Monday, 24 September 2012

Ideas from Sea Battles in Miniature

Very inspiring - even the second time around!

Since my last post I have been quite busy with a number of pressing domestic issues, not least of which has been trying to get a new job. I have however, been able to spend a little time dipping into the above book and I am so pleased I persevered with getting a copy.

I have been spending a lot of time reading and rereading the section on WW1 era battles, culminating in the fictional Battle of the Texel, 1916, and have decided that the rules themselves could easily be tweaked into a hex based set if required and would be equally valid for WW2 surface battles - in fact the author suggests doing just that. 

This has, as ever, given me a minor dilemma in that I had already earmarked the rules I wanted to use for my 1/4800th WW2 collection (Across Four Oceans - a set derived from Axis and Allies: War at Sea). The simplicity and flavour of Paul Hague's rules make for a compelling argument with the added incentives in that the system is both tried and tested (I fought countless actions with these rules back in the 80s) and also plays as sweetly as you like.

I need to read this book in further detail but I am thinking that I could do a lot worse than just adopting the rules wholesale, converting them into hexes and be done with it.

I suppose really that the old adage of 'if it ain't broke, don't fix it' applies very nicely here so I shall have a pleasant time avoiding doing either!


Paul O'G said...

I have this book too David and have re-read it more times than I know over the years. The thing that I always loved most in it was the potential for the campaign rules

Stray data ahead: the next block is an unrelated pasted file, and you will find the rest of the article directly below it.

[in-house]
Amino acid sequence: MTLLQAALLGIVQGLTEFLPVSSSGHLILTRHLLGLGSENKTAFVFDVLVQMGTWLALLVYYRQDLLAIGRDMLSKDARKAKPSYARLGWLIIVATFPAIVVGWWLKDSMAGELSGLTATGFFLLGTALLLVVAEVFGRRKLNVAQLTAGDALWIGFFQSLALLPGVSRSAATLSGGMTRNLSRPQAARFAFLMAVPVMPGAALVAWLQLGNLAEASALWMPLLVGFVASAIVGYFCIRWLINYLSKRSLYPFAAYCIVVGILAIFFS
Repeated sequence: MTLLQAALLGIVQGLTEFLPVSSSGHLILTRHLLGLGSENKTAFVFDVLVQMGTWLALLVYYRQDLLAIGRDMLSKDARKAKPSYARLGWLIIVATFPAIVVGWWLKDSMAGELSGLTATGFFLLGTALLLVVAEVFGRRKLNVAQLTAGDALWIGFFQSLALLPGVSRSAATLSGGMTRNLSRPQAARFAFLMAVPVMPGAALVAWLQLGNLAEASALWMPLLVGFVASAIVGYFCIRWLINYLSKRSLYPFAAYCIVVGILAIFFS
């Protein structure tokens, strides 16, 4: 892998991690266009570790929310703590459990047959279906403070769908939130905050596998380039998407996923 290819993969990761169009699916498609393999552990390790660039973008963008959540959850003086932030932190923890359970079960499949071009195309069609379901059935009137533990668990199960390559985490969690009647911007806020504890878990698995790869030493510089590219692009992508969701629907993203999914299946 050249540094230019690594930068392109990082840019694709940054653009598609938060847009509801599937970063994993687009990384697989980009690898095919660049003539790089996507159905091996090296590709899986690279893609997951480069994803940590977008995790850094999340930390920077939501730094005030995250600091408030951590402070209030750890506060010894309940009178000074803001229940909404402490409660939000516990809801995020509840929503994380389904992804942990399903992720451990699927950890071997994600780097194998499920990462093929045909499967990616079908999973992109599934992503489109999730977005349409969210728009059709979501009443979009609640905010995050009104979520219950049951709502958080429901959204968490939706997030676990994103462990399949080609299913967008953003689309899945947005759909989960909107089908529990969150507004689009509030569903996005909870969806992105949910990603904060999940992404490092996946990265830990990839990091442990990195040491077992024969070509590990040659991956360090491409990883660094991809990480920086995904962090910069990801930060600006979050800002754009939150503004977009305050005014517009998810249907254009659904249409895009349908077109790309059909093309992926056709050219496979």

David Crook said...

Hi Paul,

Oh yes, oh yes old chap! Campaigns ideas are for me the life blood of naval gaming!

All the best,


PS I have a few in mind as you would have probably guessed!

Sidney Roundwood said...

It's a super book. I really enjoyed reading it back in the day - that and Paul Dunn's "Sea Battles in Miniature". I remember getting both of them out from the local library time and again! You could tell, reading the books, that they were the product of many hours of gaming, and they still very much stand the test of time today. Great post, David

David Crook said...

Hi Sydney,

Many thanks sir! I must admit that the old style of wargames book - with rules and much more beside - seems to strike a chord with me far more than some of the pure wargames rules books of today. The authors ideas and how he translated them (often on a homegrown basis) on the table top is not only useful in its own right but also as the source of huge amounts of inspiration.

I have the Dunn title as well - the John Curry reprint, not the original - together with Featherstone's Naval Wargames and Carter's Naval Wargames of WW1 and 2 and these are much loved and read titles in the man cave library.

All the best,